Mike Duffy told to repay close to $17K of expenses despite court ruling

Members of the Senate's administrative committee have given Senator Mike Duffy two options: either pay back what they believe is $16,955 in ineligible expenses or opt for arbitration.

Senate committee says senator can repay expenses or opt for arbitration

Senator Mike Duffy returns to Parliament Hill May 2 after he was acquitted on criminal charges related to his Senate expenses the month before. Now the Senate's internal economy committee is asking him to repay close to $17,000 in what it calls ineligible expenses. (Sean Kilpatrick/The Canadian Press)

Members of the Senate's administrative committee have given Senator Mike Duffy two options: either pay back what they believe is $16,955 in ineligible expenses or opt for arbitration.

The steering committee of the Senate's committee on internal economy, budgets and administration delivered a letter to the Prince Edward Island senator Friday explaining that it does not accept his argument that he should not have to repay the expenses because he was cleared of 31 criminal charges related to his Senate expenses in April.

In June, Nicole Proulx, the clerk of the committee, told Duffy "new information surfaced in the public domain" warranting an assessment of the senator's expenses.

The committee flagged thousands of dollars of problematic expenses between the period of March 5, 2009 and Sept. 13, 2012, including charges for personal photos, makeup and Duffy's personal trainer.

That prompted a public response letter from Donald Bayne, Duffy's lawyer.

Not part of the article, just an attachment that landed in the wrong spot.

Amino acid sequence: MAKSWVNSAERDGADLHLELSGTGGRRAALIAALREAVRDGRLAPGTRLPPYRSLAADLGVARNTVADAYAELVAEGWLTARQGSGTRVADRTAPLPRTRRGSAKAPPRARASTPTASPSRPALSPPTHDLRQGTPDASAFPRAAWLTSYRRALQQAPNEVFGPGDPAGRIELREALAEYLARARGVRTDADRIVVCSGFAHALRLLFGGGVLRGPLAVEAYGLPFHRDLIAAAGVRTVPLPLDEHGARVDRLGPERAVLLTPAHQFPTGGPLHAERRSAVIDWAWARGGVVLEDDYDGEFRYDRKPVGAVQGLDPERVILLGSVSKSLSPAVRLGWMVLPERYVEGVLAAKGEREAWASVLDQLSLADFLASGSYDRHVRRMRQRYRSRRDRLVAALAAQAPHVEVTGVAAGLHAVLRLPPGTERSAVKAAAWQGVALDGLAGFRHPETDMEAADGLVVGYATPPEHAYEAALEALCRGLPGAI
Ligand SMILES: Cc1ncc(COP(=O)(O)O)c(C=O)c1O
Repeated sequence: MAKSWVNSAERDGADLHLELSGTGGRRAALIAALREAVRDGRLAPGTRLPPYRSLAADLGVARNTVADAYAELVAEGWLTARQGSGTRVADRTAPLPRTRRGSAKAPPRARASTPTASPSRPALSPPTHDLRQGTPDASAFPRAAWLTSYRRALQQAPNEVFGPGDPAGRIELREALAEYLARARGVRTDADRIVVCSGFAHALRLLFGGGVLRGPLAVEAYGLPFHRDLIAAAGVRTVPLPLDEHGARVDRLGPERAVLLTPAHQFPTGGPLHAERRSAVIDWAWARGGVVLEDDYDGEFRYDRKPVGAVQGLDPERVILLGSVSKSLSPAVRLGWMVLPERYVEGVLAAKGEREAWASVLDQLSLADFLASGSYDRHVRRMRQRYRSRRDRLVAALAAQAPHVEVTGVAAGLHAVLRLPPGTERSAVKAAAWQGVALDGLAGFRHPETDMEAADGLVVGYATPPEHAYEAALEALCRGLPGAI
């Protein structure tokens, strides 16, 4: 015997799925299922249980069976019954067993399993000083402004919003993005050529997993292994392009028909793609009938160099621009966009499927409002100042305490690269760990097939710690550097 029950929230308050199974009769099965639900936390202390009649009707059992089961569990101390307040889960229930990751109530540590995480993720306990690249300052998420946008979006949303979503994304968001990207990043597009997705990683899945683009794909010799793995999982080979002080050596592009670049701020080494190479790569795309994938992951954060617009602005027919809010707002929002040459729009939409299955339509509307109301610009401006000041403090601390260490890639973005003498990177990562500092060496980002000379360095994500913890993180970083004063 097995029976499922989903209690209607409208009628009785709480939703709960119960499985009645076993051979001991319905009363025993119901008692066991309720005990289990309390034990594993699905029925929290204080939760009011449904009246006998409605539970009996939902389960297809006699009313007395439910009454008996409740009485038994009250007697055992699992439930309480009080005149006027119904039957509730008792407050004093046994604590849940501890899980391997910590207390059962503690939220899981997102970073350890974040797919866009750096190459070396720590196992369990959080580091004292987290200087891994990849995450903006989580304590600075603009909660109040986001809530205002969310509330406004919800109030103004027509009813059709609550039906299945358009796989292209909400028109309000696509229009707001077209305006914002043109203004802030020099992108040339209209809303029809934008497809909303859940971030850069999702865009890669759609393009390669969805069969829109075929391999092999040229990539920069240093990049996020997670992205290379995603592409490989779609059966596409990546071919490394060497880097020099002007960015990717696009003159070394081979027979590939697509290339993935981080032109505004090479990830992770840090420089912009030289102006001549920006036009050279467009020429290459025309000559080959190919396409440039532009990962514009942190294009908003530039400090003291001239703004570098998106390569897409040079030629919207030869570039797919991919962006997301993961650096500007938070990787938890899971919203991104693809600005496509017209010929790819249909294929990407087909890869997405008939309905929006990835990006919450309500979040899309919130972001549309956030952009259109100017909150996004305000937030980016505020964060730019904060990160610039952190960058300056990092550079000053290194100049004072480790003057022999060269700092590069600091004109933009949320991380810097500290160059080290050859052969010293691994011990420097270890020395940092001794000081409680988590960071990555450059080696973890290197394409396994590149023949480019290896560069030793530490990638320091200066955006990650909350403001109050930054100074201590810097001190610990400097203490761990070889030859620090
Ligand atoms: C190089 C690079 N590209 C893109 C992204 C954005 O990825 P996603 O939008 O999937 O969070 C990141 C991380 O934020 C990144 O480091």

Bayne reminded the committee that Justice Charles Vaillancourt reviewed the claims the Senate is now raising and still cleared Duffy. He also argued that Duffy remained suspended without pay by the Senate until August 2015, suffering a net loss of more than $155,000.

In an email to CBC News on Friday, Bayne called the committee's actions "unreasonable, unjust and an improper collateral attack on a final judicial decision and factual findings by a court," while noting that the demand for repayment came from the three senators on the steering committee and not the full internal economy committee.

Duffy given a few options

Friday's letter explains that Duffy now has 15 days to reimburse the money or seek arbitration from former Supreme Court justice Ian Binnie.

The letter warns that if Duffy doesn't act, the money will automatically be deducted from his pay cheque.

"This is an administrative matter between Senator Duffy and Senate Finance. As such, the Senate is adhering to the independent dispute resolution process that was implemented in May 2015 in exactly the same manner it has with every other senator," said a statement released by Senators Leo Housakos and Jane Cordy, the steering committee's chair and deputy chair.

"Senate Finance has reviewed the documentation submitted by Senator Duffy's legal counsel and has determined there is no mitigating information contained within," the two senators said in the statement.

Duffy became one of the faces of the Senate expenses scandal in 2014 after he was charged with offences linked to his living and travel claims. He returned to the Upper Chamber after he was cleared earlier this year.


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